Making An Impact Overseas

Apply to the International Youth Internship Program by February 11.

Last year, Jessica Ripley, Mauricio Arteaga, and Maegan Robinson-Anagor interned overseas in Kenya, Peru, and Tanzania, respectively. The post-secondary graduates were placed through the International Youth Internship Program that Bow Valley College offers with College of the Rockies and Selkirk College. Jessica started a scholarship for Kenyan learners; Mauricio installed solar systems in the Andes; and Maegan gave women enrolled in traditionally male programs the chance to connect with their peers. 

Read more about each of their experiences. 

Jessica Ripley, Learner Wellness and Success Officer, Rift Valley Technical Training Institute (Bow Valley College partner), Eldoret, Kenya 

Thanks to Jessica Ripley, 12 learners at Kenya’s Rift Valley Technical Training Institute can now afford an education. “I put out a survey to the student body to see what barriers to success they were struggling with, and the main takeaway was that 70% of the students surveyed said they struggled to pay their school fees,” says Jessica. “I wanted to come up with an initiative to address that as much as possible.”


She decided to start a scholarship. She didn’t want to fundraise for the scholarship within the community of Eldoret, where Rift Valley Technical Training Institute is located, because there were so many families in need. However, with tuition at the institute valued at C$170 to C$300, she knew she could fundraise in Canada. “Ten dollars Canadian goes so far.”

Thanks to crowdfunding and funds from Bow Valley College’s International team, Jessica raised C$1,600 for the Kindred Valleys United Scholarship, which will fund the 12 learners for a whole year. She will continue leading the scholarship initiative in the coming years even though she has returned to Canada.    


If you’re considering an internship in a country like Kenya, Jessica notes that it’s an opportunity to make an impact, because you can do so with less. “It felt like you were changing lives with small gestures. I think for anybody interested in having this life-changing experience, becoming a part of community, and changing other people's lives, this is an amazing opportunity.”  

Mauricio Arteaga, Social Enterprise Development Officer, Light up the World, Peru

Mauricio Arteaga also enjoyed the ability to see the impact of the work he was doing in his internship. He interned in Peru at Light up the World, a Canadian non-for-profit which provides electricity to communities that don’t have it.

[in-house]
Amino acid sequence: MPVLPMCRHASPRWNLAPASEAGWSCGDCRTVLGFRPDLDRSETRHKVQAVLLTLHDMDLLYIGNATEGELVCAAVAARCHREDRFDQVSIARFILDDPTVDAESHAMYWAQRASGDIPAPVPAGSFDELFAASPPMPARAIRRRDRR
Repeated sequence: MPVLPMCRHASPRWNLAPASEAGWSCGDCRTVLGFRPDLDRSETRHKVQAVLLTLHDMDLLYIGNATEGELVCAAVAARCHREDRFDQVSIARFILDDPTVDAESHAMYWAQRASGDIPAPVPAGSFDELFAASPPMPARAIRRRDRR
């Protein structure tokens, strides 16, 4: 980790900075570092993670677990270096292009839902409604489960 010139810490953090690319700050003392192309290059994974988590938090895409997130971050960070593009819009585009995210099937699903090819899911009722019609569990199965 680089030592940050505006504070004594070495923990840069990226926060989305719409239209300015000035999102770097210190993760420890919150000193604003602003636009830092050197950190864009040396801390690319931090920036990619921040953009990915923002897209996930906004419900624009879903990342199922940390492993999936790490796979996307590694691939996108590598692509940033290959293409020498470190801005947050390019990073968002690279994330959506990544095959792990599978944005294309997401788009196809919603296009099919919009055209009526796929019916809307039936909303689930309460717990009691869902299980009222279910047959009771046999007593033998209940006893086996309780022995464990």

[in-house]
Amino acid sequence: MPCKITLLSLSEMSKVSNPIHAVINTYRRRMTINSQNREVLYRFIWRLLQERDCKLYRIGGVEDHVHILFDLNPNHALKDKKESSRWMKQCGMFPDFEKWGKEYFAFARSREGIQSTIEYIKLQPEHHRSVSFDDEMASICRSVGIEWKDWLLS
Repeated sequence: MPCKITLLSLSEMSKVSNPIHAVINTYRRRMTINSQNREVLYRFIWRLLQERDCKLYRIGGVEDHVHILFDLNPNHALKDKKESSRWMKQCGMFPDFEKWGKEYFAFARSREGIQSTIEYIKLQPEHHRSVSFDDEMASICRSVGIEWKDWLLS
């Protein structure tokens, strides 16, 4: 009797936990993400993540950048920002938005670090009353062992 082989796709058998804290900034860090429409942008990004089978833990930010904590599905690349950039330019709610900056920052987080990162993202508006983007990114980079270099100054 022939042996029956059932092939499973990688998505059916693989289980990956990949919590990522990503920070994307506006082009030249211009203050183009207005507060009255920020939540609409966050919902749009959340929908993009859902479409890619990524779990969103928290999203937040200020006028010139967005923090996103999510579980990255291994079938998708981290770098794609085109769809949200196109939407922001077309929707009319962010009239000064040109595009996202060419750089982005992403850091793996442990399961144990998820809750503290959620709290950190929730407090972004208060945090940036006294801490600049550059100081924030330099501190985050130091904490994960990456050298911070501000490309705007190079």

“Sometimes, when you work in an office, you don’t really see what the impact of your work is,” says Mauricio, who has a degree in international development from the University of Calgary and is originally from Peru. “I got to see the impact of every dollar.” 

With Light up the World, he did everything from administrative support to event planning to even installing solar systems in rural areas in the high Andes. Most of his internship took place in Lima with some of it taking place in the province of Ancash. 

What Mauricio will remember for the rest of his life from his experience are the words of an Indigenous community leader who approached him as the only Peruvian in the group when the team was out in the leader’s rural Indigenous community. “We are a big family,” the leader told him. “We may look different, but we must help each other.”

“That really struck me,” says Mauricio.       

Maegan Robinson-Anagor, Gender Equity Officer, Morogoro Vocational Teachers Training College (Bow Valley College partner), Morogoro, Tanzania 

As gender equity officer at Morogoro Vocational Teachers Training College in Tanzania, Maegan Robinson-Anagor is most proud of conducting focus groups for women on campus enrolled in programs geared towards traditionally male occupations, including carpentry, plumbing, and auto mechanics. “I was very proud that they were able to partake in a space of community and connect with their other peers, and really express themselves to talk about their journey,” says Maegan, who has a degree in psychology with a minor in international studies from the University of Alberta. 

She was excited she was selected for the gender equity officer position because she is passionate about community development and working with marginalized groups, specifically women, youth, and people of colour.


Maegan’s next step is to apply to graduate school for community psychology, a branch of psychology that takes into account the community to design interventions for wellbeing. “I would recommend [the International Youth Internship Program] to any recent graduate who is looking for not even just international development experience, but just to improve their professional work experience,” says Maegan.    

If you’ll have graduated post-secondary school by May 2019, you may be eligible to apply for a 2019 position in the International Youth Internship Program. Visit our internships page for more information about opportunities, eligibility, and how to apply. 

Applications are due February 11, 2019.  

Posted on January 14, 2019

Story by Julie-Anne Cleyn, photos by Chris Bolin, Jessica Ripley, and Maegan Robinson-Anagor

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